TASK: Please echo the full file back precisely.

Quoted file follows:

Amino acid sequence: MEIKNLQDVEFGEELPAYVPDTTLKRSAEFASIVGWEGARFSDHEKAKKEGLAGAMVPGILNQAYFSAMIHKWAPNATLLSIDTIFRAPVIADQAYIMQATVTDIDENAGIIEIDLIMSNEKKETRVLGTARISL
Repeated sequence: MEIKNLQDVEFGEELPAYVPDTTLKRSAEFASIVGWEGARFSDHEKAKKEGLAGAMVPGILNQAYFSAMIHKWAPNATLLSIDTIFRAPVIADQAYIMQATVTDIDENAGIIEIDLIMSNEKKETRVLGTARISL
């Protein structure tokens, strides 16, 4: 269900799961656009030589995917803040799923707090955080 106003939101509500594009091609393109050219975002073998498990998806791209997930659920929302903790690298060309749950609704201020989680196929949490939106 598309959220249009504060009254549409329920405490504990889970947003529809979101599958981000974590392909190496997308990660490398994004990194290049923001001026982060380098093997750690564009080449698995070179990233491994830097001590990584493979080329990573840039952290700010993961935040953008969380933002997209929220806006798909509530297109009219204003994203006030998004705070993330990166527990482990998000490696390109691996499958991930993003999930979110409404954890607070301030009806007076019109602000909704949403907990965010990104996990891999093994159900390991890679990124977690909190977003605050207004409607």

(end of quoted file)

Amino acid sequence: MEIKNLQDVEFGEELPAYVPDTTLKRSAEFASIVGWEGARFSDHEKAKKEGLAGAMVPGILNQAYFSAMIHKWAPNATLLSIDTIFRAPVIADQAYIMQATVTDIDENAGIIEIDLIMSNEKKETRVLGTARISL
Repeated sequence: MEIKNLQDVEFGEELPAYVPDTTLKRSAEFASIVGWEGARFSDHEKAKKEGLAGAMVPGILNQAYFSAMIHKWAPNATLLSIDTIFRAPVIADQAYIMQATVTDIDENAGIIEIDLIMSNEKKETRVLGTARISL
């Protein structure tokens, strides 16, 4: 269900799961656009030589995917803040799923707090955080 106003939101509500594009091609393109050219975002073998498990998806791209997930659920929302903790690298060309749950609704201020989680196929949490939106 598309959220249009504060009254549409329920405490504990889970947003529809979101599958981000974590392909190496997308990660490398994004990194290049923001001026982060380098093997750690564009080449698995070179990233491994830097001590990584493979080329990573840039952290700010993961935040953008969380933002997209929220806006798909509530297109009219204003994203006030998004705070993330990166527990482990998000490696390109691996499958991930993003999930979110409404954890607070301030009806007076019109602000909704949403907990965010990104996990891999093994159900390991890679990124977690909190977003605050207004409607």